“Arrghh,” I groaned, as I tried to slap the alarm clock into
silence. ‘Oh great,’ I thought as I looked at my calendar.
Saturday: Swimming day.
“Come on, wake up,” my mum impatiently insisted. “We’ve
got to leave for your lesson in about an hour.” I scowled at her,
like I did every Saturday morning, and then reluctantly rose out
of bed and went downstairs for breakfast. I was an expert at
stalling, taking minutes between mouthfuls. But eventually, the
bowl was finished. Just before we got into our car, I attempted
the usual, ‘I’ve got a bad tummy ache’ routine however, my
embattled Mum did not fall for that nonsense. Slowly I got into
As my Mum started the engine, I had to kick a crisp packet
out of the way and move a mouldy banana skin off my seat,
before I could even secure my seatbelt. The car journey was
always horrible, not just because of the appalling state of
the car (definitely nothing to do with my car snack habit) but
because it allowed me time to dread. To dread meeting Karen.
My swimming tyrant of a teacher. Karen had a grotesque face
with skin that was a sickly, grey colour and hung in wrinkled
folds. She had false teeth (probably because of her ‘vending
machine Twix habit’) that clicked when she moved her lips.
Her eyes were flinty grey and like a hawk, never blinked -
constantly watching. Her mouth was in a permanent sneer, as
if she was waiting to cackle at your inevitable mistakes. I hated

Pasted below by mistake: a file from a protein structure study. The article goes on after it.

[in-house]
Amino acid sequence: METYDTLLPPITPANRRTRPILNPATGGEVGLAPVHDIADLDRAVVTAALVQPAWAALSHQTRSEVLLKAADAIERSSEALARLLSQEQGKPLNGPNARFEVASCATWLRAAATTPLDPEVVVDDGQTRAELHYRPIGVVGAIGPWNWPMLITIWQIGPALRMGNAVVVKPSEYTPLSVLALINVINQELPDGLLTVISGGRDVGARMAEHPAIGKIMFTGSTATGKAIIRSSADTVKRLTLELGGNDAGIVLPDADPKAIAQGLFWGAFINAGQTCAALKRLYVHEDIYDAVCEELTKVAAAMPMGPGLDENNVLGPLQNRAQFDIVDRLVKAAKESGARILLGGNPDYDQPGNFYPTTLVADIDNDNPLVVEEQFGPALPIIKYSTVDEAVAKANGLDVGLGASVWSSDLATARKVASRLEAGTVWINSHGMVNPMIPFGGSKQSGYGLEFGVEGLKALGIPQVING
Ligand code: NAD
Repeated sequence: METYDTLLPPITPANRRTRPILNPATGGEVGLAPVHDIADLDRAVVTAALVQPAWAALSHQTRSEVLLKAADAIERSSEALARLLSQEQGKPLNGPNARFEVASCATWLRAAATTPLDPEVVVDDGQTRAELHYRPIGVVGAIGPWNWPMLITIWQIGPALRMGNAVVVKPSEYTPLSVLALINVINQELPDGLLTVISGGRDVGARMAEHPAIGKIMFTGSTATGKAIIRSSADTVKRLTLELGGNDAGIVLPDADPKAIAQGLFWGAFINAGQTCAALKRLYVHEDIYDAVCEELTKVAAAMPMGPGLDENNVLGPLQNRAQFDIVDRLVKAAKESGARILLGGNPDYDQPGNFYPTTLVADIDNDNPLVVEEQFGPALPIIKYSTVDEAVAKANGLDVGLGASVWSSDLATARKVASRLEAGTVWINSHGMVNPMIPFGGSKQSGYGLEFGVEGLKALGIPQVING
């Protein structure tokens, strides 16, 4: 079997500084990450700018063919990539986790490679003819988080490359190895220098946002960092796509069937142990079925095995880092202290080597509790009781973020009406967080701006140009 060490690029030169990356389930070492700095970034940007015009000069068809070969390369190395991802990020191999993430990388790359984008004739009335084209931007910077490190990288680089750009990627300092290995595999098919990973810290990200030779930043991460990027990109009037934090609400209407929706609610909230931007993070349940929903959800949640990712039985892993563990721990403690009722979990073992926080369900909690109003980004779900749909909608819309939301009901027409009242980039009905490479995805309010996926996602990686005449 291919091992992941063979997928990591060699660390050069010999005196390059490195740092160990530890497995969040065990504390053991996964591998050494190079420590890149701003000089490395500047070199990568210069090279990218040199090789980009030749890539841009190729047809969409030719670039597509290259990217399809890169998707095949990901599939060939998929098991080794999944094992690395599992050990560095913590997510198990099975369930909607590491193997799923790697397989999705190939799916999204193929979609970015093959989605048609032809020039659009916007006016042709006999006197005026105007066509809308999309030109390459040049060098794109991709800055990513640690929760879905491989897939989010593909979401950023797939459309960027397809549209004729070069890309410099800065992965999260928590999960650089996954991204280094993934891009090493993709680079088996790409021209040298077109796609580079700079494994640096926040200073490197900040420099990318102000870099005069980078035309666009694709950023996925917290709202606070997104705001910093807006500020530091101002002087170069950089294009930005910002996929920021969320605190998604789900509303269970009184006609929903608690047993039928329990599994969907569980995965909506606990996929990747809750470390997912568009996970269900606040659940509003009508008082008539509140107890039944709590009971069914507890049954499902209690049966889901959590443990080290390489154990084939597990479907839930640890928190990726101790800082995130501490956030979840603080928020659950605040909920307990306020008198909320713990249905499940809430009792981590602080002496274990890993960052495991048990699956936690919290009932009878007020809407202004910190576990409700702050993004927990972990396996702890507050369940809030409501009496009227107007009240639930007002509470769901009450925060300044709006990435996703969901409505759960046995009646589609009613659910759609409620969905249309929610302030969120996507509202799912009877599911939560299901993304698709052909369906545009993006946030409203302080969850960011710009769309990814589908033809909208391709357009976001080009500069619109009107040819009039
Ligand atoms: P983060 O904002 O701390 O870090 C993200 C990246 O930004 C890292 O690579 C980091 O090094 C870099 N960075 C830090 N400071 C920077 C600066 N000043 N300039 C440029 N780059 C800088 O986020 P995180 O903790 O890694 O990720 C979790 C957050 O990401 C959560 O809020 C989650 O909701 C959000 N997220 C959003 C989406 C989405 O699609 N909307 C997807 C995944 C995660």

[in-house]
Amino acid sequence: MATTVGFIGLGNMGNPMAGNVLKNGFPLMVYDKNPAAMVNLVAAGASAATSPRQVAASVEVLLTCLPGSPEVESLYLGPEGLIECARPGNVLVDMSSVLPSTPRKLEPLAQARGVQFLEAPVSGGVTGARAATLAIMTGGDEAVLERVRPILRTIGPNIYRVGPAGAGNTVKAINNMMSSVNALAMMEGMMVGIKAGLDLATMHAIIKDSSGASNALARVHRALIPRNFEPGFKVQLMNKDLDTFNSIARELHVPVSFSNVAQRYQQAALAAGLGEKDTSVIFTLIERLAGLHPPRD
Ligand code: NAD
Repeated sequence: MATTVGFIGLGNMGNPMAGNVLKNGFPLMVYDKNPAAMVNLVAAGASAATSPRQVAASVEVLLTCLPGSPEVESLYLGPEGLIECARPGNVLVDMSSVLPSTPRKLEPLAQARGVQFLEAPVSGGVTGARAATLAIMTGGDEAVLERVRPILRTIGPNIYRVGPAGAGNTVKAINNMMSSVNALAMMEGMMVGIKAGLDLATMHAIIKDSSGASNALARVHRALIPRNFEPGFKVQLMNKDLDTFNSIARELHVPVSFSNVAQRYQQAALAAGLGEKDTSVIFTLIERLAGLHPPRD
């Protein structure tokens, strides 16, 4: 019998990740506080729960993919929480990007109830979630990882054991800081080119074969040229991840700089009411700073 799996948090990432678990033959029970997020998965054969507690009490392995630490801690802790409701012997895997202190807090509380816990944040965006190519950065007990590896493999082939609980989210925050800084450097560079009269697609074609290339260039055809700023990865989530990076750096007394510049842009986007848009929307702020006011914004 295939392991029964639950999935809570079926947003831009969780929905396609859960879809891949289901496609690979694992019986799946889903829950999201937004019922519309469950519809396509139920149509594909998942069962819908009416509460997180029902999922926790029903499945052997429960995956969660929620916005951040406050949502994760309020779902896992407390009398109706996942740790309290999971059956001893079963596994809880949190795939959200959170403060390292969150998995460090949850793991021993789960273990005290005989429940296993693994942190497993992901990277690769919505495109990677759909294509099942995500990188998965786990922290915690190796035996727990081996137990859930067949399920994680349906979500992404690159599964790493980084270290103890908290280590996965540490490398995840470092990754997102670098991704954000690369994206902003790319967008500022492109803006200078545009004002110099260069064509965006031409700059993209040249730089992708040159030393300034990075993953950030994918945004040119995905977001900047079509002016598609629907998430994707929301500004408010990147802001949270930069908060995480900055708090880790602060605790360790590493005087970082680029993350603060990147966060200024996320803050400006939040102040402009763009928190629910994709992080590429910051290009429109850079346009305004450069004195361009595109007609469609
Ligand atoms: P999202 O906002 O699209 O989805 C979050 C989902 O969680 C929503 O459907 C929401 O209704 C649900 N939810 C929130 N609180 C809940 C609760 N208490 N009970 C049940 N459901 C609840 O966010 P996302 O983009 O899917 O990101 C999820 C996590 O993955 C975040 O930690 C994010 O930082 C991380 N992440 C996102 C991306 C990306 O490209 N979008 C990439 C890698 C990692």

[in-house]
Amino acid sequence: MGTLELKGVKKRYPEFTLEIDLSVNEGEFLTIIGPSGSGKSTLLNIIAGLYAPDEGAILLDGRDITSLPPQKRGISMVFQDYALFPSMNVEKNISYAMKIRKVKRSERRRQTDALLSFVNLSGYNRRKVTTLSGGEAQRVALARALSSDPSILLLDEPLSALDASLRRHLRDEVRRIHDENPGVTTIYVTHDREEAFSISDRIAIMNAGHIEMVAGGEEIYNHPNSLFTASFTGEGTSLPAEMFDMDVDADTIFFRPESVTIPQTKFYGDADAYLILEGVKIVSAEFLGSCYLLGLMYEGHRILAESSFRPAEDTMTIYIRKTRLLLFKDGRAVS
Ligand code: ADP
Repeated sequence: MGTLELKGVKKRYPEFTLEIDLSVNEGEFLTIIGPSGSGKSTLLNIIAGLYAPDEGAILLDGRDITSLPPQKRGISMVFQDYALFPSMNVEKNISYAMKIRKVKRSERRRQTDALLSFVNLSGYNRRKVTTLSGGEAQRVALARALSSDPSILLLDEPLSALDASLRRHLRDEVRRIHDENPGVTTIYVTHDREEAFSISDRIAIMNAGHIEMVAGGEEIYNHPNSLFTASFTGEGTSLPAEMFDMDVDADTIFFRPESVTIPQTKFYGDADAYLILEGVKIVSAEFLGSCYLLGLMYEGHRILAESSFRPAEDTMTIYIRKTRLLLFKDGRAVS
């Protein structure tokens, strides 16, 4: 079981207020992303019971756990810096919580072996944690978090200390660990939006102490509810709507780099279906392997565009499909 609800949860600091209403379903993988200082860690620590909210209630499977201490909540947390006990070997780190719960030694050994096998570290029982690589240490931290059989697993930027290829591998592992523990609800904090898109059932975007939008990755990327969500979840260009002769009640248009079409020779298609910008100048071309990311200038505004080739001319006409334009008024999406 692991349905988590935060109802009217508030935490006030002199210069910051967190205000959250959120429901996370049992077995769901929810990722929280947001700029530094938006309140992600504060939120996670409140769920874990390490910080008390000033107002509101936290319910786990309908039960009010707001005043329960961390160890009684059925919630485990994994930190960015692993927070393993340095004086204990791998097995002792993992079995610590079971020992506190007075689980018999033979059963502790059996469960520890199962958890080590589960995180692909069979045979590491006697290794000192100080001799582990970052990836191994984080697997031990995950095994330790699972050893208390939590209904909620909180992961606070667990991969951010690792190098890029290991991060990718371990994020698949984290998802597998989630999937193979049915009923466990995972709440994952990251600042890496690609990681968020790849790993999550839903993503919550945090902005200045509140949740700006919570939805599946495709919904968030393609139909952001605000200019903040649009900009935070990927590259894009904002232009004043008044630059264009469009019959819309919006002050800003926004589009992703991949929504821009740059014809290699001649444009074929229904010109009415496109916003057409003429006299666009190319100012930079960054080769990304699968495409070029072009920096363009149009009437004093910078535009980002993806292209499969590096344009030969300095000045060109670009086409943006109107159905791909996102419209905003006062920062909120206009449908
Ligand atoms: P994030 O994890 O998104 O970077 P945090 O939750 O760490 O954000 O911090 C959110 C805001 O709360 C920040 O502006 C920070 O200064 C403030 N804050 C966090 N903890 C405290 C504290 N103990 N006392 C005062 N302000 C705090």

my swimming teacher, she was hideous inside and out.
As we were driving my Mum switched the radio on: ‘A few
hours ago, in Florida, a menacing alligator was found in a
local swimming pool near the deep end and immediate help
was needed as –.’ Suddenly, the radio crackled and I couldn’t
make out the rest of the story. I gulped and my stomach
somersaulted. ‘Was that true?’ I wondered. ‘What happens
if there is an alligator in the deep end of my pool?’ I thought,
biting my nails.
As we approached the pool building, I glanced through the
steamed grubby windows, where I could see Karen was
having a row with one of the parents, whose child was in
tears. “Come on,” pleaded my Mum as she pointed to the
changing rooms. I rolled my eyes and then ventured, holding
my nose, into the world’s most disgusting set of changing
As I walked into the changing room, I saw two kids who had
snot running down their chins. I covered my eyes before I
saw any more, then slipped into the room. It smelt of sweat
and stained toilets. As I put my trunks on, I could see some
grubby toenail clippings scattered in the corner of the room
and clumps of brown hair lying on the benches.
I put my hand over my mouth, and retched slightly. I darted
out of the changing room. I saw Karen coming over to me
so I quickly slipped into the pool before she could remark on
how tiny I looked. I was only in the shallow end, but my ankles
were already freezing to death, my teeth were chattering
uncontrollably and the scent of the sickening chlorine made
my stomach churn. Karen saw me and gave me a half smile,
half ‘you’d better do what I tell you’ glare. I sweetly smiled
back and then she said, “Go get a woggle. We are practising
swimming in the deep end.” I nodded back nervously;
however, inside I was on the verge of a total breakdown, as
thoughts of the Florida alligator swirled round my mind.
When I got to the deep end Karen told me what to do, “Ok,
we’ve been practising front crawl in the shallow end for
long enough. So I’d like you to do me a whole width of front
crawl in the deep end.” She ended this with a thumbs up
and a winked eye like this was the easiest task ever. I was
dumbfounded and thought she was mad – I had practised
the stroke for barely a week, was terrible at it, and had never
swum in the deep end before.